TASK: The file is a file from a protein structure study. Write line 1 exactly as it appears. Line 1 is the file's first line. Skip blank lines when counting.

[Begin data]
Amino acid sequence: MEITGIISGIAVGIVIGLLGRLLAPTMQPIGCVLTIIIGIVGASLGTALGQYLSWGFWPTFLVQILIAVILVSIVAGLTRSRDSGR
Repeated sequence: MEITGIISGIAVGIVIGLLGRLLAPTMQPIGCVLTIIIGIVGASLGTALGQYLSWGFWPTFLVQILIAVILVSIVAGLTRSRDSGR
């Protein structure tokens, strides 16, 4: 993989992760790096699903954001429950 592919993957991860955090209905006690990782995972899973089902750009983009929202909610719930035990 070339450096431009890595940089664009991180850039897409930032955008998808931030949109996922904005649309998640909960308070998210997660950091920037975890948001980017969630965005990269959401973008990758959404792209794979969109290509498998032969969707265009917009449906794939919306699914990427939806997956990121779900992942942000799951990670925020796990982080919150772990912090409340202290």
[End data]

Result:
Amino acid sequence: MEITGIISGIAVGIVIGLLGRLLAPTMQPIGCVLTIIIGIVGASLGTALGQYLSWGFWPTFLVQILIAVILVSIVAGLTRSRDSGR